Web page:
Bilal Baig moved into a new apartment in Toronto a few months ago and apologizes for “the mess.” But there isn’t much visible on my computer screen, even when Baig takes me on a video tour. They show me the yellow walls in the living room, purple in the kitchen, and the art by Harmeet Rehal and Meera Sethi they haven’t had time to hang because Sort Of, the CBC and HBO Max original comedy written by Baig and Fab Filippo, has been renewed for season two and shooting starts this spring.
Since launching last fall, the show has been hailed for breaking barriers – from its normalized portrayal of trans people to Baig being the first queer South Asian Muslim actor in a Canadian primetime series. Unlike that other CBC show with an LGBTQAI2S+ lead, Schitt’s Creek, Sort Of has little to no camp and zero stereotyping. “One of the things we didn’t want to see was somebody snap their fingers and read somebody down,” Baig says, swishing their hand around and using the slang for pointing out a person’s flaws. In fact, the realness is what makes the show so widely relatable. When Baig’s character, Sabi Mehboob, reveals to their mother they are working as a nanny, she looks at them in horror and replies, “Like Mary Poppins?”
Uh, not exactly. For starters, Mehboob is often dressed in boho layers for day and shiny minidresses by night. Shelley Mansell, costume designer for season one, mined the wardrobe from local Toronto shops selling both new and secondhand including VSP Consignment, Fashionably Yours, Second Nature and Rewind Couture.
Baig, too, is an enthusiastic thrifter, citing Common Sort, Nouveau Vintage and Black Diamond as their favourite destinations. “I like things that feel lived in,” they explain, adding a desire to shop responsibly is also top of mind. “When I was in high school I was really silly with my money. I got a part time job at Baskin Robbins and all I did was buy clothes.”
Today’s look is a floaty butterfly print top, pleather leggings, a filigree cuff, and three of their mother’s bangles. Raiding her jewellery box is something Baig started as a child growing up in Mississauga.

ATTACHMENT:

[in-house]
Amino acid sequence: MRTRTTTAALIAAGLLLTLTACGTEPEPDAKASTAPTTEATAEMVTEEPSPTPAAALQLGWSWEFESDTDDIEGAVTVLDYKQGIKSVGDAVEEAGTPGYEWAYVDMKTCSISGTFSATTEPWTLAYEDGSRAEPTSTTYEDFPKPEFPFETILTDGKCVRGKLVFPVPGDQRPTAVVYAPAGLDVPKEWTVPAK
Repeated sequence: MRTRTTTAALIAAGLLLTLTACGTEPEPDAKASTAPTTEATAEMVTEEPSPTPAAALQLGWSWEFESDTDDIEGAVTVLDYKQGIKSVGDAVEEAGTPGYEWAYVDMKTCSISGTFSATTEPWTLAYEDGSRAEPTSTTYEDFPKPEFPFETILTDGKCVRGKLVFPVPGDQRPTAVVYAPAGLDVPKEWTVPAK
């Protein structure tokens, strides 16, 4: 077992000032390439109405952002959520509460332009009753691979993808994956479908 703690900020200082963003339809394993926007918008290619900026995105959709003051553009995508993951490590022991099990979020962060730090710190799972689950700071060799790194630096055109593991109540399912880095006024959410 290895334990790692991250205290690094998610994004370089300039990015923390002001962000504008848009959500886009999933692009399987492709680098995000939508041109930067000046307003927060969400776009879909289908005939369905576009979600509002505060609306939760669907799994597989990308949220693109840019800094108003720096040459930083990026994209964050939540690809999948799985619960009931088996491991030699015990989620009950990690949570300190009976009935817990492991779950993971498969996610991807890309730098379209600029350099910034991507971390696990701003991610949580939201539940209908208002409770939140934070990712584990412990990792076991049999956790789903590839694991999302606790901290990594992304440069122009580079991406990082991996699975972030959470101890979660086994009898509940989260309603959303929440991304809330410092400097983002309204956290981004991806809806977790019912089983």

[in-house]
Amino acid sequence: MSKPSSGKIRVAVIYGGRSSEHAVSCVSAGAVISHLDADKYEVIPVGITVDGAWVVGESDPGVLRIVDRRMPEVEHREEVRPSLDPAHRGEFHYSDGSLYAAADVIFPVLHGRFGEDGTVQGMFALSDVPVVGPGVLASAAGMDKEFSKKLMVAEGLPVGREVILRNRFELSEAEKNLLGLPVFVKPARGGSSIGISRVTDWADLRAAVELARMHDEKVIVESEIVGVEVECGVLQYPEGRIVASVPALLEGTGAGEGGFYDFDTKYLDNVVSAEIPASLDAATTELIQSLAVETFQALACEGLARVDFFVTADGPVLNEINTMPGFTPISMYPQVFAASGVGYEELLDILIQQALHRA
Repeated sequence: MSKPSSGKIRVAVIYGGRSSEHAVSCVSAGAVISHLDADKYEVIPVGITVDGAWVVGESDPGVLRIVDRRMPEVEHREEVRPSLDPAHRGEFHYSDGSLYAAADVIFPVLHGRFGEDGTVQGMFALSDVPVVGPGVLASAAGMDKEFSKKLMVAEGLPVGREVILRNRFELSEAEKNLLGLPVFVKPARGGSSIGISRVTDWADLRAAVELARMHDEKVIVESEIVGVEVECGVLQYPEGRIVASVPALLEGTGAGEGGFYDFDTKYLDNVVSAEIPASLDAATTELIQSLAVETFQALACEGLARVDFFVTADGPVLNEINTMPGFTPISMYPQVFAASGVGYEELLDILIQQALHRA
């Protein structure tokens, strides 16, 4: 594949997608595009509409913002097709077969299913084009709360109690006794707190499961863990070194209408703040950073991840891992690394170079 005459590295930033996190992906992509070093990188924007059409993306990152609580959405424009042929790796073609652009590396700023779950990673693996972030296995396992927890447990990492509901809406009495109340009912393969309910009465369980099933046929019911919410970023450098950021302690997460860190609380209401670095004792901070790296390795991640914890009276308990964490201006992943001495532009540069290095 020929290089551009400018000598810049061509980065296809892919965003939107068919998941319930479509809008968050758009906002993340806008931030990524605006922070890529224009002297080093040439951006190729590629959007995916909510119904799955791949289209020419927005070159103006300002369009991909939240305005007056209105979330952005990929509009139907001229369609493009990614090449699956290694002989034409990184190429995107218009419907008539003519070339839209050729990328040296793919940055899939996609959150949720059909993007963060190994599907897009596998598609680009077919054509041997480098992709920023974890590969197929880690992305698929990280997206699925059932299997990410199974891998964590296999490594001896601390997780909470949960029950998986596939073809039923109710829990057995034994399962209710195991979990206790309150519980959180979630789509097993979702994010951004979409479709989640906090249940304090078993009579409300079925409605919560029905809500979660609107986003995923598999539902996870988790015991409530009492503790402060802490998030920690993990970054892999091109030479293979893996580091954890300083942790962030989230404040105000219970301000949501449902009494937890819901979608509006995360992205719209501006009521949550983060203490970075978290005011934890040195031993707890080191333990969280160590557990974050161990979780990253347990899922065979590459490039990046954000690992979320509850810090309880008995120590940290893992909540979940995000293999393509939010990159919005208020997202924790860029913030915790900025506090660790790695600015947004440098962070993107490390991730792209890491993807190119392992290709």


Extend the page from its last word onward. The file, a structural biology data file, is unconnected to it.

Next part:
“There wasn’t a punishment associated with me wanting to wear my mom’s bangles or explicitly exploring my femininity at an early age,” they note. “My parents had some very strong values on how they wanted us to be raised and at the same time, there was a lot of freedom in my childhood to express myself.”
Not fearing rejection allowed Baig to grow in a way they may not have otherwise, they believe. “And interestingly, I think my parents are on their own journey of learning more about themselves too.”
So what can fans expect in season two?
For starters, there might be romance on the horizon. “I think it’s so delicious where we’ve left Sabi at the end of season one,” Baig says, with a smile stretching across their rose pink lips. Mehboob had to give up plans to join their BFF in Berlin when the mother of the children they look after has a serious bike accident. That and “sort of” coming out to their own mother combine for an emotional growth spurt that pushes the character to a new level of maturity for season two.
“I think they’re in a more open place when we meet them at the start of season two and I think they’re a little bit more open to receiving love,” Baig describes. “And more open to just being themselves more fully and freely in the world. And I think a lot of fun comes from that.”
On April 10, the Canadian Screen Awards will air with Sort Of leading with 13 nominations. And whether Baig and their colleagues take home top honours, they have already won in ways that are far more personal.
“My DMs are so full of really beautiful expressions of love and gratitude from lots of different kinds of people,” Baig says. “People talk about how they watch the show with their parents and that their parents have started to use their pronouns correctly, or at least really making a strong effort to. Folks have messaged me letting me know that they feel more certain than ever that they will transition or come out to their family. It’s like this spirit of opening. It means that it has reached people and changed lives and opinions, and that’s major.”
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